Thursday, May 19, 2011

Austin trip: IPython at TACC and DataArray summit at Enthought

TACC Software Days

I recently had the chance to speak at the UT Austin Texas Advanced Computing Center, during their Fifth Annual Scientific Software Day thanks to a kind invitation by Sergey Fomel and Victor Eijkhout.  Since the audience wasn't specifically composed of Python users, I gave a general introduction to Python's role in scientific computing, but then spent most of my time presenting some of the recent work we've been doing on IPython, extending the model of basic interactive computing in what I think are interesting directions with multiple client models and new parallel computing interfaces. Sergey had asked me to provide a somewhat personal account, so the presentation is fairly biased towards my own path (and therefore IPython) through the scipy effort.  Since the foucs of TACC is high-performance computing, I hope some of our new functionality on the IPython front will be useful to such users.

There were some very interesting presentations about the FLAME linear algebra library. I did my best to convince Robert van de Geijn of the interest there would be in the scientific Python community for exposing FLAME to Python, possibly as an alternative backend for the linear algebra machinery in scipy.  Since FLAME uses a fair amount of code generation, I think the dynamic properties of Python would make it a great fit for the FLAME paradigm.  We had some interesting discussions on this, we'll see where this develops...

Datarray summit at Enthought

In conjunction with this visit, we had been trying to organize a meeting at Enthought to make some progress on the datarray effort that was started after last year's scipy conference.  I'd like to thank Sergey for kindly allowing my UT-funded visit to extend into the datarray summit.  Enthought brought a large contingent of their in-house team (developers and interns like Mark Wiebe of numpy fame), and invited Wes Mc Kinney (pandas) and Matthew Brett (nipy) to participate (as well as others who couldn't make it).  In all we had roughly 15 people, with Travis Oliphant, Eric Jones, Robert Kern, Peter Wang and Corran Webster --all very experienced numpy users/developers-- participating for most of the meeting, which was both a lot of fun and very productive.  The datarray effort has continued to progress but fairly slowly, mostly due to my being timesliced into oblivion.  But I remain convinced it's a really important piece of the puzzle for scientific python to really push hard into high-level data analysis, and I'm thrilled that Enthought is putting serious resources into this.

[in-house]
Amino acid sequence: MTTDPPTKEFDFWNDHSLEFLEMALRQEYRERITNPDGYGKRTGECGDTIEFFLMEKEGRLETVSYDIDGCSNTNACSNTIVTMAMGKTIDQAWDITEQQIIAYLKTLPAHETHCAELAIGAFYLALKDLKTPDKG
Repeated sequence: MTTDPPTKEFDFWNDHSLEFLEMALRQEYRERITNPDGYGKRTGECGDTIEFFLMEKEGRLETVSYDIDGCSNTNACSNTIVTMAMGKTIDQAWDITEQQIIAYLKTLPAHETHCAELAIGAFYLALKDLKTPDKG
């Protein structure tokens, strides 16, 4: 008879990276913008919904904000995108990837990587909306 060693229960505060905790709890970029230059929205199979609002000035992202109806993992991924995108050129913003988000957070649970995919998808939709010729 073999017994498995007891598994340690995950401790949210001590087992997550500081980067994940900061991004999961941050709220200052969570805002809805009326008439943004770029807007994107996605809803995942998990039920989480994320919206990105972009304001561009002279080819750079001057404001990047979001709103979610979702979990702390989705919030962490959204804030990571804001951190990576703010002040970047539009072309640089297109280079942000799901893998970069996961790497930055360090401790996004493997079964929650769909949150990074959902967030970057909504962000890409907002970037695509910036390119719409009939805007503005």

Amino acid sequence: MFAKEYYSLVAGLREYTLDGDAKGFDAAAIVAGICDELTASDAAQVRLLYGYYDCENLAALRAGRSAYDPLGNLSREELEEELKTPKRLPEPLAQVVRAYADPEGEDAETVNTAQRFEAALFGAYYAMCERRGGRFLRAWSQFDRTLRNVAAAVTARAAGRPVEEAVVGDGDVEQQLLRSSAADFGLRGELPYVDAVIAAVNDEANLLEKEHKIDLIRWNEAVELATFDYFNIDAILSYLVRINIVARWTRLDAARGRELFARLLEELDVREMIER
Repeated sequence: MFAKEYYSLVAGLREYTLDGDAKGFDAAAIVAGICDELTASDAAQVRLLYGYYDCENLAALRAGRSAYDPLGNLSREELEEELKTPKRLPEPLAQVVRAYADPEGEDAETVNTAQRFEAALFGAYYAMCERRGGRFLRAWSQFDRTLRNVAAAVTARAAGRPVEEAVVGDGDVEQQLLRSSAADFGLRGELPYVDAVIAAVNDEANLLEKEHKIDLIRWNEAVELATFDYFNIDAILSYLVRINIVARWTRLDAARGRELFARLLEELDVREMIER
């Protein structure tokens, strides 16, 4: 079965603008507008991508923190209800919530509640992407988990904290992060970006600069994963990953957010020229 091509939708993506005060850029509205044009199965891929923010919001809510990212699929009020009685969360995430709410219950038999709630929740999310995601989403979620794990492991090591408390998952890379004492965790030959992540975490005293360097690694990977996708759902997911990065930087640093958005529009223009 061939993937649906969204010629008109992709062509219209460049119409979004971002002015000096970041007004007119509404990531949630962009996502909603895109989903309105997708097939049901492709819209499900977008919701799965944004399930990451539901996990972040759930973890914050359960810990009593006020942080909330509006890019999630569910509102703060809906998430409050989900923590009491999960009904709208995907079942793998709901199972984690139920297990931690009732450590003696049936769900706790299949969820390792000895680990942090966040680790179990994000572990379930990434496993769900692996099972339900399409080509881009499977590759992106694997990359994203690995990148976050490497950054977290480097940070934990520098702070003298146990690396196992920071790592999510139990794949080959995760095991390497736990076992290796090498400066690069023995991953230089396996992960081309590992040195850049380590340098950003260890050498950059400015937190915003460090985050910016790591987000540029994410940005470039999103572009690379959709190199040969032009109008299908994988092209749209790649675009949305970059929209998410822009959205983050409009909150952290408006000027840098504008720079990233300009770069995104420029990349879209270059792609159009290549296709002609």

We spent a lot of time on the first day going over use cases coming from many different fields, and then dove into the API design questions, using the current code in the datarray repository as a starting point.  It has become very clear that one key piece of functionality we can't ignore is allowing for axis labels to be integers (without any assumption of ordering, continuity or monotonicity). This proves to be surprisingly tricky to accomodate, because the assumption that integers are indices for array ranging from 0 to n-1 in any dimension goes very deep in all slicing operations, so allowing for integers with different semantics requires a fair amount of API gymnastics.

Not everything is fully settled (and I missed some of the details because I could not stay until the very end), but it's clear that we will have integer labels, and that the main entry point for all axis slicing will be a .axes attribute. This will likely provide the basic named axis attribute-based access, as well as dictionary-style access to computed axes.  We will also probably have one method ('slice' was the running name when I left) for slicing with more elaborate semantics, so that we can resolve the ambiguities of integer labeling without resorting to obscure magic overloads (numpy already has enough of those with things like ogrid[10:20:3j], where that "complex slice step" is always fun to explain to newcomers).

We just completed an episode of the inSCIght podcast that contains some more discussion about this with Travis and Wes.  I really hope we won't lose the momentum we seem to have picked up and that over the next few months this will start taking shape into production code.  I know we need it, badly.


Andy R. Terrel said...

Glad to hear you are on van de Geijn's case, I've been telling him this for a couple of years now. The real problem is licensing (libflame is LGPL) and making sure van de Geijn doesn't have to support the software.

I would say wrapping up the current libflame with cython would be no trouble at all. Ignition has a interface for defining the operations and generating the algorithms but not the low-level implementation.

Fernando Perez said...

Hey @Andy, I would go as far as saying I'm really on his case, but I certainly think it's the right way to go. LGPL licensing isn't that big of a deal, there's a fair amount of LGPL dependencies in the scipy stack (WX, Qt), so I don't think that would worry anyone too much.

Maybe you can take that project up in your copious spare time ;)

Fernando Perez said...


Gaƫl said...

Hi Fernando,

I am really that you are still putting some energy in DataArrays. I think as you do that they are a very important piece of the puzzle.

chuck said...

Besides DataArrays, I think better low level support for masked arrays would be very useful. There was some demo code posted, oh, maybe 2 years ago that added support for them in at the ufunc level. I was sorry that it didn't go any further than that.

Unknown said...

@Fernando, nice blog post.

Btw, I don't use Wx nor Qt, just a terminal and Chrome/Firefox. And it seems to have (or will have very soon) everything I need for scientific computing.